This January, the Week of Prayer for Christian Unity (WPCU) turns 106 years old. Every year Christians gather to pray together across denominational boundaries–and every year a different country produces resources to be used around the world.
“Its preparation is very inclusive,” says the Ven. Bruce Myers, General Synod’s coordinator for ecumenical relations. “It tries to offer a glimpse not just of the diversity of the church, but also the diversity of humanity. As it turns out, 2014 is Canada’s turn to prepare the materials.”
The Canadian writing team was drawn from several denominations and from all over the country. The Rev. Canon Dr. John Gibaut–an Anglican priest of the diocese of Ottawa–was the WCC’s lead staff person guiding production of the resources.
One member of the writing team was the Rev. Sandra Beardsall, professor of church history and ecumenics at St. Andrew’s College in Saskatoon. “We weren’t primarily selected for our denomination–although the WPCU committee wanted to make sure that there was a variety,” says Beardsall. “It was mainly that we represented people from across the country.”
In fact, the biggest challenge for the 2014 team, according to Beardsall, was making sure the materials they produced were an accurate and inclusive reflection of Canada as a whole.
“We were honest about our context, and we tried to relate that context to the theme,” says Beardsall. “We recognize both the joys and the challenges of diversity. We recognise the challenges of power and hegemony, how First Nations have been impacted by and have contributed to Christian culture in Canada. I think people will get a real flavour of a diverse ecumenical culture where there’s a long history of working together–even though there are still things unresolved.”
A different theme is chosen for the Week of Prayer from scripture each year. This year’s theme is from 1 Corinthians 1:13: “Has Christ been divided?”
“This one bubbled to the surface because we thought it was provocative,” says Beardsall. “It doesn’t just assume a happy ‘we’re all in this together’ attitude. It challenges us to ask ourselves how we’re contributing to the unity (or the division) of the church. We liked the little bit of edge that came with it.”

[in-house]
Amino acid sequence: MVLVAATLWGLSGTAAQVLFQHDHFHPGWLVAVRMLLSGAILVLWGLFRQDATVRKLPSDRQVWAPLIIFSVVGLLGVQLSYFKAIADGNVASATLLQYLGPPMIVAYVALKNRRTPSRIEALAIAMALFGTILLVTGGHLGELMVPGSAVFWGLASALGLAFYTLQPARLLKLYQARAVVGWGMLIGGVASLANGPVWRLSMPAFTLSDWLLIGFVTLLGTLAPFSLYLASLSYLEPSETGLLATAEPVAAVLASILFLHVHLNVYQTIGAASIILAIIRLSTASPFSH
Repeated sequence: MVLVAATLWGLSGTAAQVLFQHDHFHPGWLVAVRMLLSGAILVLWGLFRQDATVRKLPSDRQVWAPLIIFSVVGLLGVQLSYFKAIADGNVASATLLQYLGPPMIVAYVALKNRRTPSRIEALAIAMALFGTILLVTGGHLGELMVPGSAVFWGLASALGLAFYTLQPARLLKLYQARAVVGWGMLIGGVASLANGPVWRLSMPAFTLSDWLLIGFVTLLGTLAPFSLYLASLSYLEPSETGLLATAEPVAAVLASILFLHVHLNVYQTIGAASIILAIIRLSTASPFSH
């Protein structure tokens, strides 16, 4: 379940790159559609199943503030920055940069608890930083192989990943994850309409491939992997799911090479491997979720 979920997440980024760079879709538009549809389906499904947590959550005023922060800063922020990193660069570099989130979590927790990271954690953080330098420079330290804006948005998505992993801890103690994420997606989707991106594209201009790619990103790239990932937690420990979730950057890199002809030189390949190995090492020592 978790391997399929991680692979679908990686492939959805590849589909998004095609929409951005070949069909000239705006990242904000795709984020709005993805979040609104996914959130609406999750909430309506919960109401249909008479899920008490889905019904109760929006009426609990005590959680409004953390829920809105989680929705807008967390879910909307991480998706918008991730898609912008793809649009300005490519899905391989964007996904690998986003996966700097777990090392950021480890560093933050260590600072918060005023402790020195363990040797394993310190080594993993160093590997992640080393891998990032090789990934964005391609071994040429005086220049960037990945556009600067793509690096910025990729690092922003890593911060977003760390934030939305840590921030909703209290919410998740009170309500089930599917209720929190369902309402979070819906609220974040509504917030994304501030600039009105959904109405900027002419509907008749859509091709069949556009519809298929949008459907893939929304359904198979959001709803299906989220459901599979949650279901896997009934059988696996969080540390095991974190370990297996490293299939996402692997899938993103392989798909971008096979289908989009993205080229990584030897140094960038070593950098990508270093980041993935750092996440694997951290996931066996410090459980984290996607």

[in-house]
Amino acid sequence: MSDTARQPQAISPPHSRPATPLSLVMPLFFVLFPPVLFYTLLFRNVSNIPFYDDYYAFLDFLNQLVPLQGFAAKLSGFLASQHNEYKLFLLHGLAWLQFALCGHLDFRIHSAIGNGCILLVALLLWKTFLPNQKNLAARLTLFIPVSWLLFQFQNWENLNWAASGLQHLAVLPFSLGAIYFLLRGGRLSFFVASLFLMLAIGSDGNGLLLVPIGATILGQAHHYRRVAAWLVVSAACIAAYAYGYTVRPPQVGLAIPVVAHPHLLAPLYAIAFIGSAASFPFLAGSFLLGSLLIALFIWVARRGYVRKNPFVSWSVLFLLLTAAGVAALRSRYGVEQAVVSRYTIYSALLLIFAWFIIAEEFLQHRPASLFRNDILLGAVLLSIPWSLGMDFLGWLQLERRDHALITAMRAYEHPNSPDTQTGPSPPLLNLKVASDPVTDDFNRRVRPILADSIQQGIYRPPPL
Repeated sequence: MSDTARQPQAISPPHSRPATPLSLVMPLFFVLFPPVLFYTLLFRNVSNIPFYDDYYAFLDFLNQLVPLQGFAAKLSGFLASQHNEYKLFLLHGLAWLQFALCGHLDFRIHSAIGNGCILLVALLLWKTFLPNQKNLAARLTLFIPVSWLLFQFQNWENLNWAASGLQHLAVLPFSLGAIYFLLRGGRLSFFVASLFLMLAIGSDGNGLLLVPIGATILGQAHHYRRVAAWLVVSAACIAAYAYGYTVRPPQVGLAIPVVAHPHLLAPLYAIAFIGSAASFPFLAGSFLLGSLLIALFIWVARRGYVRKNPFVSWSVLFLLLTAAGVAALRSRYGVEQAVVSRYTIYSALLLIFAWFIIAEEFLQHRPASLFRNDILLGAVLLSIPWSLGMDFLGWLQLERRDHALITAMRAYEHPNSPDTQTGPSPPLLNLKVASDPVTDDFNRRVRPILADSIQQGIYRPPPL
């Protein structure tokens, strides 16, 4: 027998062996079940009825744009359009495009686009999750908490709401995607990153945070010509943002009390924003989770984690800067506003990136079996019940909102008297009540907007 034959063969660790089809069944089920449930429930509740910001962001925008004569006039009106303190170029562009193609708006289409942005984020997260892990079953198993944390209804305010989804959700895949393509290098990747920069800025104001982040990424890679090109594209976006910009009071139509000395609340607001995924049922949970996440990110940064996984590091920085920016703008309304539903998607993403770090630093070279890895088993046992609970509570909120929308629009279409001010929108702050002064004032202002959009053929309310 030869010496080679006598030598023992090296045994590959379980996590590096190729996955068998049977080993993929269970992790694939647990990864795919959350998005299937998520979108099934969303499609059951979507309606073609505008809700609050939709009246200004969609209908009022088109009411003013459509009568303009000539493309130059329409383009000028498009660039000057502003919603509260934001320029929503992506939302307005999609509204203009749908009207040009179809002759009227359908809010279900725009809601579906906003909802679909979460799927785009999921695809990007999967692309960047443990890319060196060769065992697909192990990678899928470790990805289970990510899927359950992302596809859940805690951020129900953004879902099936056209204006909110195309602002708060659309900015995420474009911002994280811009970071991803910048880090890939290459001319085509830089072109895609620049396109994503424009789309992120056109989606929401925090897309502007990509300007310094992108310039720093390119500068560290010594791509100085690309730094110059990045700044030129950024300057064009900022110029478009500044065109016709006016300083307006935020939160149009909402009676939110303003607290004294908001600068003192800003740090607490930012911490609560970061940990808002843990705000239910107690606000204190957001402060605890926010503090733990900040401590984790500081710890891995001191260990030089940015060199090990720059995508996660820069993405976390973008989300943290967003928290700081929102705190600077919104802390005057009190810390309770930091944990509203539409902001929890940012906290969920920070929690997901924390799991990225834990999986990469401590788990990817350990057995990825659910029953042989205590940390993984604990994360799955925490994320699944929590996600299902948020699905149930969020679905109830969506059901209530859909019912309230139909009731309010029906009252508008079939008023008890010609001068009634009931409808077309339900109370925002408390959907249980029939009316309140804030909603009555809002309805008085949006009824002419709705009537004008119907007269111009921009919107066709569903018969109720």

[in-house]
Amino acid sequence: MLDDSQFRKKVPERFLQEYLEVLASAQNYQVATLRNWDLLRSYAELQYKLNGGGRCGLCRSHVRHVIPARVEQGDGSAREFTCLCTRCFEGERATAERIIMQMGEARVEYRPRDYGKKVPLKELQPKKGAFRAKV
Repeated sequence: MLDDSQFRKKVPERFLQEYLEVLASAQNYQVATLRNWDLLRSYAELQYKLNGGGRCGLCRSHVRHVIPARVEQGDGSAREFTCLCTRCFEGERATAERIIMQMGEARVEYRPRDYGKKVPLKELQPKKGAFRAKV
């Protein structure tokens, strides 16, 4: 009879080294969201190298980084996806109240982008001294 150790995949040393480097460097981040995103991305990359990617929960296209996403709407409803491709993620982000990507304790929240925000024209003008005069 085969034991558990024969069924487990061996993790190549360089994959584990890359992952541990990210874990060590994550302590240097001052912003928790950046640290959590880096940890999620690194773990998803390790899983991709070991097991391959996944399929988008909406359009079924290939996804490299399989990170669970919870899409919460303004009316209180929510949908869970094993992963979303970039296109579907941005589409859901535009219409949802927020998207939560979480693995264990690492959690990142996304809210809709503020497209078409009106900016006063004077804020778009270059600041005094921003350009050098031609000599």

The new 2014 materials include a main worship service–with the entire liturgy (apart from a sermon or homily) and materials that explain the service; a context document with reflection on the “host” country and the theme; and eight days of mini-services/studies with scriptural texts and questions for each day.
Also included are a set of hymns specially written for the week by Canadians.
Churches will often arrange other WPCU activities such as lectures or public witness events. The week’s main focus, however, is common prayer for the visible unity of the church.
“It’s a very easy and important way to participate in the ecumenical movement,” says Myers. “Sometimes it’s undervalued. ‘Well we’re just getting together to pray.’ That in itself is a really important ecumenical witness. In a sense it’s radical because there was a time when some of our churches forbade worshipping with Christians of other traditions.”
“If you believe that prayer is powerful and efficacious, and is a way of discerning and living out God’s will, then we should pray together as Christians.”
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